Monday is here, Lookout readers, and it appears to have brought some extra chilly weather and snow for much of the state. It could be like this off-and-on all week.
To that end, Katy and I wanted some extra tasty lunches for the week and decided to center them around a super-easy oven-roasted chicken schwarma recipe my dad sent me a couple of years ago. It's so easy to make and so unassumingly tasty I tend to forget about it, but I could eat this all the time. We paired it with a simple Israeli salad recipe and a keto-friendly baba ganoush. The house still smells delicious.
We also started some seeds indoors for our herb garden, which was not nearly as easy as the above makes me wish it were. But hopefully it will pay off, just like knowing the news.
Top of the Hour
Bite-sized updates from today's radio newscasts:
- Police departments in Colorado currently have discretion to deny records requests they deem "contrary to the public interest," which a DU study found is routinely used to deny requests for details of misconduct investigations. A bill in the legislature would automatically open all those records.
- Two experienced skiers were killed by an avalanche near Crested Butte over the weekend.
- Colorado is getting behind a multistate lawsuit seeking to defend stricter vehicle fuel efficiency standards that the EPA under President Trump intends to weaken.
- The Equal Pay for Equal Work Act, which prohibits employers from asking prospective employees for wage histories or basing salaries on past earnings, will get its first hearing in the legislature this week.
The Big Stuff
Colorado lawmakers on President Trump's emergency declaration; states planning to sue
President Donald Trump speaks during an event in the Rose Garden at the White House to declare a national emergency in order to build a wall along the southern border, Friday, Feb. 15, 2019, in Washington. (Evan Vucci/AP)
As you know by now, President Donald Trump declared a national emergency on Friday to direct funds to construction of a wall on the southern border of the United States.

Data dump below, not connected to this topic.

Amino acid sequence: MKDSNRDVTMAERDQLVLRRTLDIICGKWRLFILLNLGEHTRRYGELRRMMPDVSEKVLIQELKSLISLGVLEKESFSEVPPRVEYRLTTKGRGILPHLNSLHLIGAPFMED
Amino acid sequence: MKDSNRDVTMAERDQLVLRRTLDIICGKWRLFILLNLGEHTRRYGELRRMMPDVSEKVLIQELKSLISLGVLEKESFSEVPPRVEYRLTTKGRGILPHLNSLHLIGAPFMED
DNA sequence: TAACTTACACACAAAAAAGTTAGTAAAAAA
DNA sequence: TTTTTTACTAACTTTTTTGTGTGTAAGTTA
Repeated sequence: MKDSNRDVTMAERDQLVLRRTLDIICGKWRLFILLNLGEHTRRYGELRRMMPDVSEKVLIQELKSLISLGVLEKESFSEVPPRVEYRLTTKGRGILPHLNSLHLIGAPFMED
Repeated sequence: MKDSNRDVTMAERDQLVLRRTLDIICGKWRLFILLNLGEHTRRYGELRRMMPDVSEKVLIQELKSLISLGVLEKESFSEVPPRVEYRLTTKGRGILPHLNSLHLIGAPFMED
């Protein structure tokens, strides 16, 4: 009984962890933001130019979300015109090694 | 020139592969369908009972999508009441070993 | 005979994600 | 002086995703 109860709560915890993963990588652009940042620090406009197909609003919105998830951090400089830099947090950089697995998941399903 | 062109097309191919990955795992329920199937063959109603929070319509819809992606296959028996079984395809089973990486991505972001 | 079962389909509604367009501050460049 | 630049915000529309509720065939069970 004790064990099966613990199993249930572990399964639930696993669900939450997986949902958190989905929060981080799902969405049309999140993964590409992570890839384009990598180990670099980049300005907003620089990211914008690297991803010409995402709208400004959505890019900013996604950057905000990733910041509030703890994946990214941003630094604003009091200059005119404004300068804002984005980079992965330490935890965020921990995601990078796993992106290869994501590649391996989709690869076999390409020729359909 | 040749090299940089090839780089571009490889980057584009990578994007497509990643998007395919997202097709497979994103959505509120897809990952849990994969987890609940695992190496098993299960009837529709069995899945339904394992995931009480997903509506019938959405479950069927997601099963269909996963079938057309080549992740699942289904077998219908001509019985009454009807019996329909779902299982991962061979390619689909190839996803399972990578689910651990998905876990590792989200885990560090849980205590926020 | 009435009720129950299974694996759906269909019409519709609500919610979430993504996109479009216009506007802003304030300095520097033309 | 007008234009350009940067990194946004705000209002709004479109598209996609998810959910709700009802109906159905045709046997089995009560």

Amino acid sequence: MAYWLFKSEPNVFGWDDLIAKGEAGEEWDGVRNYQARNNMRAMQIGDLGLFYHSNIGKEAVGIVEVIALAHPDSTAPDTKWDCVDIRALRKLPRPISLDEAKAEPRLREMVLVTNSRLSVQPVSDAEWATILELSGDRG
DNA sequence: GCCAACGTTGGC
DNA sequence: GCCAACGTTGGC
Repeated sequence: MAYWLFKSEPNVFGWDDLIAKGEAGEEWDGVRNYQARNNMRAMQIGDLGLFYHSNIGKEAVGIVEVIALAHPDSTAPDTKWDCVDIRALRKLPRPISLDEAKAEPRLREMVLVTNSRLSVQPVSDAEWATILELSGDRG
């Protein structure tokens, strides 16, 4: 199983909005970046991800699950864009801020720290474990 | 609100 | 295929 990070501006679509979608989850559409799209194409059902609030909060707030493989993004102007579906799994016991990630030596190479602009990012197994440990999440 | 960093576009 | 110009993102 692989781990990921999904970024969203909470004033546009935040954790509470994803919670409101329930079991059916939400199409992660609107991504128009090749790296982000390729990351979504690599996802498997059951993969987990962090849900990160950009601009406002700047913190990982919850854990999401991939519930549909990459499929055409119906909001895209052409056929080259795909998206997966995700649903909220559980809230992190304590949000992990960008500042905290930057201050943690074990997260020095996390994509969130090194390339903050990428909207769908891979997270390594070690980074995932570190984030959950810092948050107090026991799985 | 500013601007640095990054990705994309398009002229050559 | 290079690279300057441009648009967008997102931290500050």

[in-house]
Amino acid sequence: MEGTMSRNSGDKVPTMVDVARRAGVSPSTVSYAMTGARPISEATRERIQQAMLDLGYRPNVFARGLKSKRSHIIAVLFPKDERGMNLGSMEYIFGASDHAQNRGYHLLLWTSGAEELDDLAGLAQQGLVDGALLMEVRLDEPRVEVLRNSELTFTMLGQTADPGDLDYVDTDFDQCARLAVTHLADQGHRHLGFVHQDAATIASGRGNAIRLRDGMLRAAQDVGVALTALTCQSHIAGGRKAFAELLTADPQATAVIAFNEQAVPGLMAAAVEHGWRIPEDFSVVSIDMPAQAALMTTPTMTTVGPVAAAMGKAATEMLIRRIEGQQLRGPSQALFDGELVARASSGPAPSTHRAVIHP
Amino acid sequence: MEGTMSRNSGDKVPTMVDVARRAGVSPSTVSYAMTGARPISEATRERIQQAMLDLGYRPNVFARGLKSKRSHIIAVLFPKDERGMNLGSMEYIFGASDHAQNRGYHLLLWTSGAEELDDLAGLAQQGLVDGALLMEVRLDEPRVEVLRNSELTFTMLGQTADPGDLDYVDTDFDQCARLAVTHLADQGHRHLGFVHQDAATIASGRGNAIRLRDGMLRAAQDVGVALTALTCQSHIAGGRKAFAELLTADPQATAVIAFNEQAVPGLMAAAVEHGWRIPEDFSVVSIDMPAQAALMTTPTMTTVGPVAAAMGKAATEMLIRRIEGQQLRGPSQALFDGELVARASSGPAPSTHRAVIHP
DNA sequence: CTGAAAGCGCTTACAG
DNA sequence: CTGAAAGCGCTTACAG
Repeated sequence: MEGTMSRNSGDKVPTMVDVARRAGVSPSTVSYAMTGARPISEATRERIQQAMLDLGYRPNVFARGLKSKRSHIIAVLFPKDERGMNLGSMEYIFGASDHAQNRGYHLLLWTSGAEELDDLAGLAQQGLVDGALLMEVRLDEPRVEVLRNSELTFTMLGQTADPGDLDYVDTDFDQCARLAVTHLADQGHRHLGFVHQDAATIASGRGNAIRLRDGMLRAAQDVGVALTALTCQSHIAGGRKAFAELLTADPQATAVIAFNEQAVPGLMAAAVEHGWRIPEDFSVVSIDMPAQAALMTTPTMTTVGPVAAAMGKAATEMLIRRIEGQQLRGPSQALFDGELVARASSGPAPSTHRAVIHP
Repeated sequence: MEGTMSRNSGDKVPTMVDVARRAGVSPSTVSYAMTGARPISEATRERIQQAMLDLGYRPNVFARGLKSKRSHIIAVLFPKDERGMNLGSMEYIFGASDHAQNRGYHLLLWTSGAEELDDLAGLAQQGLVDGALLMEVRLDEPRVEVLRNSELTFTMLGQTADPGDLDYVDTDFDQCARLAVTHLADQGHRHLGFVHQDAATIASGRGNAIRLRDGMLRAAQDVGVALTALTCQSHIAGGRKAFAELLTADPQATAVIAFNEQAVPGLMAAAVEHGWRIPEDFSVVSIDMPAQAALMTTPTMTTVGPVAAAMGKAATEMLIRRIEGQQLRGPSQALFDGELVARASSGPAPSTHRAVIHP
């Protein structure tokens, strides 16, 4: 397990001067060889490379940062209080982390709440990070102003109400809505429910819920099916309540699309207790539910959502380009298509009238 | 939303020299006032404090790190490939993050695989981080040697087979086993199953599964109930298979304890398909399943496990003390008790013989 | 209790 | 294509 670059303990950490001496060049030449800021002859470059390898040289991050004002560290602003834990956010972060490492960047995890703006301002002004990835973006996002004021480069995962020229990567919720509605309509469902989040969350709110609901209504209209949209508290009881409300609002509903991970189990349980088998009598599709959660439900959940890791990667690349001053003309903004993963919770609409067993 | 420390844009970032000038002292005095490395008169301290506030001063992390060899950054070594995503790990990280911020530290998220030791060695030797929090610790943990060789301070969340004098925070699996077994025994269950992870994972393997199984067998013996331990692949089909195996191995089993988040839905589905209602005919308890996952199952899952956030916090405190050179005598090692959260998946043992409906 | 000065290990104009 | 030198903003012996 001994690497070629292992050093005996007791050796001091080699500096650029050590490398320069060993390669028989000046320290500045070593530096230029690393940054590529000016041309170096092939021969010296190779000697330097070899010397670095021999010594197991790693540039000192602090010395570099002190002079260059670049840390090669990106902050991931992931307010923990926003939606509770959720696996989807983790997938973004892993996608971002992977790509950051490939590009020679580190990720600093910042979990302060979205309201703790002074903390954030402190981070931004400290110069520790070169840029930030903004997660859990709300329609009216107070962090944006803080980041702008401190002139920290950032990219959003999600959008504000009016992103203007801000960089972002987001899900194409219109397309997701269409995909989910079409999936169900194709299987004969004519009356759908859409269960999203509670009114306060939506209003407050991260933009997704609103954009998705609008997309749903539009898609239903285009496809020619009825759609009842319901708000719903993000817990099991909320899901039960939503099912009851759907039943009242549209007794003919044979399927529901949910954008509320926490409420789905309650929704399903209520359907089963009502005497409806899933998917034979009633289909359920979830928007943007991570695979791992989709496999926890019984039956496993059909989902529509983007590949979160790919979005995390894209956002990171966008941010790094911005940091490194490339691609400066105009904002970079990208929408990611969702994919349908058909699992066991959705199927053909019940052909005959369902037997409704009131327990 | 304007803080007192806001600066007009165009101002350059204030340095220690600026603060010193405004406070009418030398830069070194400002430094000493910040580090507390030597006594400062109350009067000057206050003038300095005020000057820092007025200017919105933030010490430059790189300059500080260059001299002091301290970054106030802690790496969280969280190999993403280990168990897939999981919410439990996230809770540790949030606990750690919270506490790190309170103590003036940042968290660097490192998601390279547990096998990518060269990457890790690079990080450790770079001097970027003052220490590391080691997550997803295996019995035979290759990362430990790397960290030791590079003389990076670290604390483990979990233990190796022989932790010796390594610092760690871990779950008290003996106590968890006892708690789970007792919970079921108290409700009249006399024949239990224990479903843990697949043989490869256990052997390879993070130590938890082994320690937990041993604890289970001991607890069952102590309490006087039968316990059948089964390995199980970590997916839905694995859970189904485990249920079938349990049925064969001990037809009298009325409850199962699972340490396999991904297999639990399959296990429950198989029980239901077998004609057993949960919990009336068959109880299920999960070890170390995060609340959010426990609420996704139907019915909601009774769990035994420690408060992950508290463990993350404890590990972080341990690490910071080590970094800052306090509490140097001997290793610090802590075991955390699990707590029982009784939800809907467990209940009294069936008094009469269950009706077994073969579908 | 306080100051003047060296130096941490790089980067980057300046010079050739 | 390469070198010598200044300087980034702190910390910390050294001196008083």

“While the president tries to separate us, Coloradans, and my administration, will continue to unite by building a better Colorado for all.”
Colorado Gov. Jared Polis
Meanwhile, Colorado Gov. Jared Polis issued a statement saying Trump's plan to bypass Congress to spend money was "an astonishing abuse of power." Other state lawmakers agreed.
"We'll see you in court": California plans to sue the administration over the declaration, and Colorado A.G. Phil Weiser said Sunday that Colorado would be one of states joining the lawsuit.
Background: While the administration has tried to downplay the significance of the declaration among the 60 or so presidential emergency declarations since the power was codified in 1976, the vast majority of past emergencies have been declared to place economic sanctions on another country or group, or to respond to a crisis such as a disease outbreak or terror attack.
Disapproval: Congress could vote to pass a resolution of disapproval to overturn the declaration, though President Trump could veto it and, at least in the Senate, overriding a veto may not be possible.
Denver teachers rally in Civic Center again — to celebrate tentative new contract and planned vote
Denver Classroom Teachers Association strike leaders and teachers celebrated their tentative contract deal with Denver Public Schools Friday afternoon Feb. 15, 2019, in City Park. (Hart Van Denburg/CPR News)
After rallying at the state capitol and marching through city streets during their short strike, Denver teachers rallied once more at Civic Center Park on Friday — this time to celebrate the tentative new contract.
Teachers will have a chance to ask questions about the new contract at a meeting on Tuesday and the ratification vote will run from Tuesday through Sunday.
More CPR News
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Our newsletter's name, The Lookout, refers not only to our transmitters high atop Lookout Mountain near Golden, but to our ongoing watch for news around Colorado and the West.